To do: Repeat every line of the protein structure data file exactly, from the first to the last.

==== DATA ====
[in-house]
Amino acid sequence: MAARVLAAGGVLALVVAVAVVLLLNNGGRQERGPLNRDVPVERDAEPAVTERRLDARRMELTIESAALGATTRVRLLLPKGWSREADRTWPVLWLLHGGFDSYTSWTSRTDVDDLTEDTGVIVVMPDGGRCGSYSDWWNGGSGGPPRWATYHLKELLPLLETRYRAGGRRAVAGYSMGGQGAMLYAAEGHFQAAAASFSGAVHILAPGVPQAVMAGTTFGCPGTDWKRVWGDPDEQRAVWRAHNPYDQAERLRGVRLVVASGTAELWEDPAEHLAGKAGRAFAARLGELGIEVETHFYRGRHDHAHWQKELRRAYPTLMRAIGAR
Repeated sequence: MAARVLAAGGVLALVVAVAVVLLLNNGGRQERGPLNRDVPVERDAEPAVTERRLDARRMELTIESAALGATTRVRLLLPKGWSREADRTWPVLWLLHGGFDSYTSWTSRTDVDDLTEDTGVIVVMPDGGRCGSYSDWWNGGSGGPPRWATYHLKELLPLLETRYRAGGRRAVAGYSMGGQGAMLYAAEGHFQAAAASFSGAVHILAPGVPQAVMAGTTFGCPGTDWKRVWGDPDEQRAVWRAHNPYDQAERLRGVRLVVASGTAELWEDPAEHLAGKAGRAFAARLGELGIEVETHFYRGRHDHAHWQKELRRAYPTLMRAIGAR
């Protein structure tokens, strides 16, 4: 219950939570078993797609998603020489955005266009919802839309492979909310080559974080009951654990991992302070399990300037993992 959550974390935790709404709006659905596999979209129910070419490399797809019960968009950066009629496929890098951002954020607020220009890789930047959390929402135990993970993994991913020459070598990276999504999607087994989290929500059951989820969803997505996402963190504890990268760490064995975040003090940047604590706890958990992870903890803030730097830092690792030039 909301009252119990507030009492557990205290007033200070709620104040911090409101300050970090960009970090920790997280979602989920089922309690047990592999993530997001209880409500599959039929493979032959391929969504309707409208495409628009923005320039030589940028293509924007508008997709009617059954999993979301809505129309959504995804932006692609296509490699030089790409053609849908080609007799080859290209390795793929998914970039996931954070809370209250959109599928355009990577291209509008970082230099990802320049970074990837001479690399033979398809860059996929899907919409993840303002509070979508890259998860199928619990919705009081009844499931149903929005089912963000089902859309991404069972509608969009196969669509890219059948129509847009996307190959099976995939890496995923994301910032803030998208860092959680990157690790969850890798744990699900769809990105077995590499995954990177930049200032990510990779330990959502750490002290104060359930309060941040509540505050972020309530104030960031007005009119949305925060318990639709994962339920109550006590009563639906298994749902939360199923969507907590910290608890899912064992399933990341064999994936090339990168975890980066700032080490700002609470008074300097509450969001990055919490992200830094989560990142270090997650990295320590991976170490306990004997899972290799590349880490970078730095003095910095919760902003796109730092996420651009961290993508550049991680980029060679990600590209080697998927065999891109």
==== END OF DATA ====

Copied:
[in-house]
Amino acid sequence: MAARVLAAGGVLALVVAVAVVLLLNNGGRQERGPLNRDVPVERDAEPAVTERRLDARRMELTIESAALGATTRVRLLLPKGWSREADRTWPVLWLLHGGFDSYTSWTSRTDVDDLTEDTGVIVVMPDGGRCGSYSDWWNGGSGGPPRWATYHLKELLPLLETRYRAGGRRAVAGYSMGGQGAMLYAAEGHFQAAAASFSGAVHILAPGVPQAVMAGTTFGCPGTDWKRVWGDPDEQRAVWRAHNPYDQAERLRGVRLVVASGTAELWEDPAEHLAGKAGRAFAARLGELGIEVETHFYRGRHDHAHWQKELRRAYPTLMRAIGAR
Repeated sequence: MAARVLAAGGVLALVVAVAVVLLLNNGGRQERGPLNRDVPVERDAEPAVTERRLDARRMELTIESAALGATTRVRLLLPKGWSREADRTWPVLWLLHGGFDSYTSWTSRTDVDDLTEDTGVIVVMPDGGRCGSYSDWWNGGSGGPPRWATYHLKELLPLLETRYRAGGRRAVAGYSMGGQGAMLYAAEGHFQAAAASFSGAVHILAPGVPQAVMAGTTFGCPGTDWKRVWGDPDEQRAVWRAHNPYDQAERLRGVRLVVASGTAELWEDPAEHLAGKAGRAFAARLGELGIEVETHFYRGRHDHAHWQKELRRAYPTLMRAIGAR
């Protein structure tokens, strides 16, 4: 219950939570078993797609998603020489955005266009919802839309492979909310080559974080009951654990991992302070399990300037993992 959550974390935790709404709006659905596999979209129910070419490399797809019960968009950066009629496929890098951002954020607020220009890789930047959390929402135990993970993994991913020459070598990276999504999607087994989290929500059951989820969803997505996402963190504890990268760490064995975040003090940047604590706890958990992870903890803030730097830092690792030039 909301009252119990507030009492557990205290007033200070709620104040911090409101300050970090960009970090920790997280979602989920089922309690047990592999993530997001209880409500599959039929493979032959391929969504309707409208495409628009923005320039030589940028293509924007508008997709009617059954999993979301809505129309959504995804932006692609296509490699030089790409053609849908080609007799080859290209390795793929998914970039996931954070809370209250959109599928355009990577291209509008970082230099990802320049970074990837001479690399033979398809860059996929899907919409993840303002509070979508890259998860199928619990919705009081009844499931149903929005089912963000089902859309991404069972509608969009196969669509890219059948129509847009996307190959099976995939890496995923994301910032803030998208860092959680990157690790969850890798744990699900769809990105077995590499995954990177930049200032990510990779330990959502750490002290104060359930309060941040509540505050972020309530104030960031007005009119949305925060318990639709994962339920109550006590009563639906298994749902939360199923969507907590910290608890899912064992399933990341064999994936090339990168975890980066700032080490700002609470008074300097509450969001990055919490992200830094989560990142270090997650990295320590991976170490306990004997899972290799590349880490970078730095003095910095919760902003796109730092996420651009961290993508550049991680980029060679990600590209080697998927065999891109």